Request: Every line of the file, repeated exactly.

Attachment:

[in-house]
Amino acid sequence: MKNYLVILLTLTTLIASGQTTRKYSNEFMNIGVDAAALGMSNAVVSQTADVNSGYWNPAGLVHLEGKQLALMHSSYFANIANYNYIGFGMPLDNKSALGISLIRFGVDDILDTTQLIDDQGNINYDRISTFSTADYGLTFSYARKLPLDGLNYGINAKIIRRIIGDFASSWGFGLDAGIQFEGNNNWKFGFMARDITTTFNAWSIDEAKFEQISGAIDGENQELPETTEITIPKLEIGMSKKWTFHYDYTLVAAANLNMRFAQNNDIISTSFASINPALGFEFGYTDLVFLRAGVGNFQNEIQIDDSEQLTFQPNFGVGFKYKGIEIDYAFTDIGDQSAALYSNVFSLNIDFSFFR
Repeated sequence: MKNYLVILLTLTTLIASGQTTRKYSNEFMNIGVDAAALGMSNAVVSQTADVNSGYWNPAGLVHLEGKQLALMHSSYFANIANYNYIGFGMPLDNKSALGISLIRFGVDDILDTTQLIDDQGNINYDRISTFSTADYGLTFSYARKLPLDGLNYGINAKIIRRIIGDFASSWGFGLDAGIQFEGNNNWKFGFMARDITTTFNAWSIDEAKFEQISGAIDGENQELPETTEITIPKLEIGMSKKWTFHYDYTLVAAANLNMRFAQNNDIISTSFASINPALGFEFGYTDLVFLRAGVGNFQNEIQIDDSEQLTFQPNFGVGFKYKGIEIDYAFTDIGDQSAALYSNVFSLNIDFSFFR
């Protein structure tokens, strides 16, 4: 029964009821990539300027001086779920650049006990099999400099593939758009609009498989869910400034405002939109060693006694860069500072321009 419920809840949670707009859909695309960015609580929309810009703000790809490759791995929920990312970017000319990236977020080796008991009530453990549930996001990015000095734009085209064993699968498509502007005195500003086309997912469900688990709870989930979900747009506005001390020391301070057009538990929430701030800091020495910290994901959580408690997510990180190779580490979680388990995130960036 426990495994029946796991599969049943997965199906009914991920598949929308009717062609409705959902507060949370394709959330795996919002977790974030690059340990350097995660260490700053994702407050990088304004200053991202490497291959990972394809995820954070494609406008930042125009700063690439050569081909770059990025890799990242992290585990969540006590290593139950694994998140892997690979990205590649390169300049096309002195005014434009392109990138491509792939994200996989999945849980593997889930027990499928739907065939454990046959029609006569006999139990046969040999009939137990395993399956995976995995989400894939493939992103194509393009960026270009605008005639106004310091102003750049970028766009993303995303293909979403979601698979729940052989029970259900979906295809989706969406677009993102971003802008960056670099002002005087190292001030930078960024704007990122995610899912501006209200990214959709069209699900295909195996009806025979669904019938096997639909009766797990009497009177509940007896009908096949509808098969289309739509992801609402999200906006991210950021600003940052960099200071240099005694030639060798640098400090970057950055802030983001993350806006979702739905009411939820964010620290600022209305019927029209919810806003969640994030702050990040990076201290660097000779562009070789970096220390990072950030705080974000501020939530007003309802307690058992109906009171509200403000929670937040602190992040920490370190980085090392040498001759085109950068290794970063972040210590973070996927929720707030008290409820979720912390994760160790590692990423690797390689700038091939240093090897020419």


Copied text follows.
[in-house]
Amino acid sequence: MKNYLVILLTLTTLIASGQTTRKYSNEFMNIGVDAAALGMSNAVVSQTADVNSGYWNPAGLVHLEGKQLALMHSSYFANIANYNYIGFGMPLDNKSALGISLIRFGVDDILDTTQLIDDQGNINYDRISTFSTADYGLTFSYARKLPLDGLNYGINAKIIRRIIGDFASSWGFGLDAGIQFEGNNNWKFGFMARDITTTFNAWSIDEAKFEQISGAIDGENQELPETTEITIPKLEIGMSKKWTFHYDYTLVAAANLNMRFAQNNDIISTSFASINPALGFEFGYTDLVFLRAGVGNFQNEIQIDDSEQLTFQPNFGVGFKYKGIEIDYAFTDIGDQSAALYSNVFSLNIDFSFFR
Repeated sequence: MKNYLVILLTLTTLIASGQTTRKYSNEFMNIGVDAAALGMSNAVVSQTADVNSGYWNPAGLVHLEGKQLALMHSSYFANIANYNYIGFGMPLDNKSALGISLIRFGVDDILDTTQLIDDQGNINYDRISTFSTADYGLTFSYARKLPLDGLNYGINAKIIRRIIGDFASSWGFGLDAGIQFEGNNNWKFGFMARDITTTFNAWSIDEAKFEQISGAIDGENQELPETTEITIPKLEIGMSKKWTFHYDYTLVAAANLNMRFAQNNDIISTSFASINPALGFEFGYTDLVFLRAGVGNFQNEIQIDDSEQLTFQPNFGVGFKYKGIEIDYAFTDIGDQSAALYSNVFSLNIDFSFFR
């Protein structure tokens, strides 16, 4: 029964009821990539300027001086779920650049006990099999400099593939758009609009498989869910400034405002939109060693006694860069500072321009 419920809840949670707009859909695309960015609580929309810009703000790809490759791995929920990312970017000319990236977020080796008991009530453990549930996001990015000095734009085209064993699968498509502007005195500003086309997912469900688990709870989930979900747009506005001390020391301070057009538990929430701030800091020495910290994901959580408690997510990180190779580490979680388990995130960036 426990495994029946796991599969049943997965199906009914991920598949929308009717062609409705959902507060949370394709959330795996919002977790974030690059340990350097995660260490700053994702407050990088304004200053991202490497291959990972394809995820954070494609406008930042125009700063690439050569081909770059990025890799990242992290585990969540006590290593139950694994998140892997690979990205590649390169300049096309002195005014434009392109990138491509792939994200996989999945849980593997889930027990499928739907065939454990046959029609006569006999139990046969040999009939137990395993399956995976995995989400894939493939992103194509393009960026270009605008005639106004310091102003750049970028766009993303995303293909979403979601698979729940052989029970259900979906295809989706969406677009993102971003802008960056670099002002005087190292001030930078960024704007990122995610899912501006209200990214959709069209699900295909195996009806025979669904019938096997639909009766797990009497009177509940007896009908096949509808098969289309739509992801609402999200906006991210950021600003940052960099200071240099005694030639060798640098400090970057950055802030983001993350806006979702739905009411939820964010620290600022209305019927029209919810806003969640994030702050990040990076201290660097000779562009070789970096220390990072950030705080974000501020939530007003309802307690058992109906009171509200403000929670937040602190992040920490370190980085090392040498001759085109950068290794970063972040210590973070996927929720707030008290409820979720912390994760160790590692990423690797390689700038091939240093090897020419």